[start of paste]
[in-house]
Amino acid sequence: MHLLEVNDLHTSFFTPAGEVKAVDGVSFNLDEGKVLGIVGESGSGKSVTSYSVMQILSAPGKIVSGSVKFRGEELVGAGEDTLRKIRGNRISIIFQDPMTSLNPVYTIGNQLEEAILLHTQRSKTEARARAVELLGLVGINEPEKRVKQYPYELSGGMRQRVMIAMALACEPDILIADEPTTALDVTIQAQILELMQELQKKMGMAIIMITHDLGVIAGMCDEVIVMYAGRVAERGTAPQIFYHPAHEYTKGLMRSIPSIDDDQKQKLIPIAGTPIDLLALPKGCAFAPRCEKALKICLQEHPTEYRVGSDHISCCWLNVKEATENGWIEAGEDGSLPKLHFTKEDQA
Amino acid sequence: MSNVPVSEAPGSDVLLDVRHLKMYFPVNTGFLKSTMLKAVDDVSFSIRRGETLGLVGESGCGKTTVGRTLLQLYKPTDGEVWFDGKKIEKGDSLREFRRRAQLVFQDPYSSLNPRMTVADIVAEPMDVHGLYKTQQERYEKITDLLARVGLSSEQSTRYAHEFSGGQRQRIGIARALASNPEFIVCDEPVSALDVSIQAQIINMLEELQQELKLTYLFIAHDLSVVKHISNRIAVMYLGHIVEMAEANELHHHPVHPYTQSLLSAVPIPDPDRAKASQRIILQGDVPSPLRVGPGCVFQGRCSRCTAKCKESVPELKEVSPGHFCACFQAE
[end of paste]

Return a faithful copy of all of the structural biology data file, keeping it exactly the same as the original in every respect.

[in-house]
Amino acid sequence: MHLLEVNDLHTSFFTPAGEVKAVDGVSFNLDEGKVLGIVGESGSGKSVTSYSVMQILSAPGKIVSGSVKFRGEELVGAGEDTLRKIRGNRISIIFQDPMTSLNPVYTIGNQLEEAILLHTQRSKTEARARAVELLGLVGINEPEKRVKQYPYELSGGMRQRVMIAMALACEPDILIADEPTTALDVTIQAQILELMQELQKKMGMAIIMITHDLGVIAGMCDEVIVMYAGRVAERGTAPQIFYHPAHEYTKGLMRSIPSIDDDQKQKLIPIAGTPIDLLALPKGCAFAPRCEKALKICLQEHPTEYRVGSDHISCCWLNVKEATENGWIEAGEDGSLPKLHFTKEDQA
Amino acid sequence: MSNVPVSEAPGSDVLLDVRHLKMYFPVNTGFLKSTMLKAVDDVSFSIRRGETLGLVGESGCGKTTVGRTLLQLYKPTDGEVWFDGKKIEKGDSLREFRRRAQLVFQDPYSSLNPRMTVADIVAEPMDVHGLYKTQQERYEKITDLLARVGLSSEQSTRYAHEFSGGQRQRIGIARALASNPEFIVCDEPVSALDVSIQAQIINMLEELQQELKLTYLFIAHDLSVVKHISNRIAVMYLGHIVEMAEANELHHHPVHPYTQSLLSAVPIPDPDRAKASQRIILQGDVPSPLRVGPGCVFQGRCSRCTAKCKESVPELKEVSPGHFCACFQAE